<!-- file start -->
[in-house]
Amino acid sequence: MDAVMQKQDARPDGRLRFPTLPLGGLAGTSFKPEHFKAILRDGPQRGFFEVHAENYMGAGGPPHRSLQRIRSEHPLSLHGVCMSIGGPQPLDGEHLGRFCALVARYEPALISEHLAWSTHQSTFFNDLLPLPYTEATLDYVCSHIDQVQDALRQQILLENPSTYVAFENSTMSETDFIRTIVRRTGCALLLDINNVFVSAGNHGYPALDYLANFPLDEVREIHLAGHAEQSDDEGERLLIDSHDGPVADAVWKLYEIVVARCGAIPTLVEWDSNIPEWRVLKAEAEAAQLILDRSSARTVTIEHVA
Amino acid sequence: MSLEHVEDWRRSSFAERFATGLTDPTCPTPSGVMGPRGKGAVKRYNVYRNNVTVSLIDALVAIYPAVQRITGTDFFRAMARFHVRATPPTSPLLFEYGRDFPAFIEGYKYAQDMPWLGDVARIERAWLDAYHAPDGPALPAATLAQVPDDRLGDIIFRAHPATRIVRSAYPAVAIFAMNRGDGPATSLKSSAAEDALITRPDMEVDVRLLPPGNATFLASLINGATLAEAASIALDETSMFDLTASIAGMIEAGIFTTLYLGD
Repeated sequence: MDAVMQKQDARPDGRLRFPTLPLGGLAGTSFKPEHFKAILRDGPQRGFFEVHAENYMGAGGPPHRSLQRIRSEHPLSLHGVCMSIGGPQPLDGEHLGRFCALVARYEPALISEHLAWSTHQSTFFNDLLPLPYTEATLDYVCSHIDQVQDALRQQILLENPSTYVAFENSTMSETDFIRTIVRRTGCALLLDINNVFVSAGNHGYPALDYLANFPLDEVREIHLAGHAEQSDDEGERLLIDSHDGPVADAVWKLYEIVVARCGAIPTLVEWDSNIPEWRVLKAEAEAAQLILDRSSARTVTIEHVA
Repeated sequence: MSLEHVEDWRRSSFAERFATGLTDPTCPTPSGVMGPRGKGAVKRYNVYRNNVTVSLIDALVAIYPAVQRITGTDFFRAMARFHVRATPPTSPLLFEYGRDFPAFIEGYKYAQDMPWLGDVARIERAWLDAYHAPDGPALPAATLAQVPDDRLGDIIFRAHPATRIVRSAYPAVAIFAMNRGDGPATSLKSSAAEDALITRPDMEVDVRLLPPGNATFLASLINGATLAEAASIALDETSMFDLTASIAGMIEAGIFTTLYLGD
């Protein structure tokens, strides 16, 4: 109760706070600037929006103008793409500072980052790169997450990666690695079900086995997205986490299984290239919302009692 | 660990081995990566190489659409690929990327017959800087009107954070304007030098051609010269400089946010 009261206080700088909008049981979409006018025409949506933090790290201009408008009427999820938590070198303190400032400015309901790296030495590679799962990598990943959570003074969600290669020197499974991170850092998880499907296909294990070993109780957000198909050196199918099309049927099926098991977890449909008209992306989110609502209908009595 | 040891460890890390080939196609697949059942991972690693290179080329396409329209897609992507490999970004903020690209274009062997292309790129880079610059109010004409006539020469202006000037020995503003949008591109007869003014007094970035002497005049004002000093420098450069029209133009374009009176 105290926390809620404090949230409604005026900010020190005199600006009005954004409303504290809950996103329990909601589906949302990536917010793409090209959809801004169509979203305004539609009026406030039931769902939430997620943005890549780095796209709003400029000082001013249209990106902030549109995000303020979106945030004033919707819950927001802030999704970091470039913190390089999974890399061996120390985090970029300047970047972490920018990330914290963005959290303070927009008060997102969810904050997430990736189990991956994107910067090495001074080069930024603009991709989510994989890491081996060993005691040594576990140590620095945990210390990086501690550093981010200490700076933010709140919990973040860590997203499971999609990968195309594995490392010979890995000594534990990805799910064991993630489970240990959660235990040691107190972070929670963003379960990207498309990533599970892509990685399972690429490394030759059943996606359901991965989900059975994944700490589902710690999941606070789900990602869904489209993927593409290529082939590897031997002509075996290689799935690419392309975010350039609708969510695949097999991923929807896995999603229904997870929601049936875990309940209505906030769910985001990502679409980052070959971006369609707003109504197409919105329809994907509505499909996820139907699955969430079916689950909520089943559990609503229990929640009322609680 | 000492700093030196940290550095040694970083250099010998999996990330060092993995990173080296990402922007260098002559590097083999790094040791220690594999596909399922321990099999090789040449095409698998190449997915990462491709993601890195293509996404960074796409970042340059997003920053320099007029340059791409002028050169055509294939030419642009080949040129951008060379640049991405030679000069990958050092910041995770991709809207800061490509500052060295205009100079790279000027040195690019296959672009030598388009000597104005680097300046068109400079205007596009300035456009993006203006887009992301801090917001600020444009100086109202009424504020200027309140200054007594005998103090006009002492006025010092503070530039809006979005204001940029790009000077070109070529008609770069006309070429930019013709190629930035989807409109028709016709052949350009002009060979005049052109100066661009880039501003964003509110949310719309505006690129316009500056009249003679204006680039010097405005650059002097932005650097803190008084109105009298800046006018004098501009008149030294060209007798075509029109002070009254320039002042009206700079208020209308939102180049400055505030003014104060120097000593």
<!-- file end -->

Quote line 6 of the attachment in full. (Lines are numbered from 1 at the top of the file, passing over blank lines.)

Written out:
């Protein structure tokens, strides 16, 4: 109760706070600037929006103008793409500072980052790169997450990666690695079900086995997205986490299984290239919302009692 | 660990081995990566190489659409690929990327017959800087009107954070304007030098051609010269400089946010 009261206080700088909008049981979409006018025409949506933090790290201009408008009427999820938590070198303190400032400015309901790296030495590679799962990598990943959570003074969600290669020197499974991170850092998880499907296909294990070993109780957000198909050196199918099309049927099926098991977890449909008209992306989110609502209908009595 | 040891460890890390080939196609697949059942991972690693290179080329396409329209897609992507490999970004903020690209274009062997292309790129880079610059109010004409006539020469202006000037020995503003949008591109007869003014007094970035002497005049004002000093420098450069029209133009374009009176 105290926390809620404090949230409604005026900010020190005199600006009005954004409303504290809950996103329990909601589906949302990536917010793409090209959809801004169509979203305004539609009026406030039931769902939430997620943005890549780095796209709003400029000082001013249209990106902030549109995000303020979106945030004033919707819950927001802030999704970091470039913190390089999974890399061996120390985090970029300047970047972490920018990330914290963005959290303070927009008060997102969810904050997430990736189990991956994107910067090495001074080069930024603009991709989510994989890491081996060993005691040594576990140590620095945990210390990086501690550093981010200490700076933010709140919990973040860590997203499971999609990968195309594995490392010979890995000594534990990805799910064991993630489970240990959660235990040691107190972070929670963003379960990207498309990533599970892509990685399972690429490394030759059943996606359901991965989900059975994944700490589902710690999941606070789900990602869904489209993927593409290529082939590897031997002509075996290689799935690419392309975010350039609708969510695949097999991923929807896995999603229904997870929601049936875990309940209505906030769910985001990502679409980052070959971006369609707003109504197409919105329809994907509505499909996820139907699955969430079916689950909520089943559990609503229990929640009322609680 | 000492700093030196940290550095040694970083250099010998999996990330060092993995990173080296990402922007260098002559590097083999790094040791220690594999596909399922321990099999090789040449095409698998190449997915990462491709993601890195293509996404960074796409970042340059997003920053320099007029340059791409002028050169055509294939030419642009080949040129951008060379640049991405030679000069990958050092910041995770991709809207800061490509500052060295205009100079790279000027040195690019296959672009030598388009000597104005680097300046068109400079205007596009300035456009993006203006887009992301801090917001600020444009100086109202009424504020200027309140200054007594005998103090006009002492006025010092503070530039809006979005204001940029790009000077070109070529008609770069006309070429930019013709190629930035989807409109028709016709052949350009002009060979005049052109100066661009880039501003964003509110949310719309505006690129316009500056009249003679204006680039010097405005650059002097932005650097803190008084109105009298800046006018004098501009008149030294060209007798075509029109002070009254320039002042009206700079208020209308939102180049400055505030003014104060120097000593």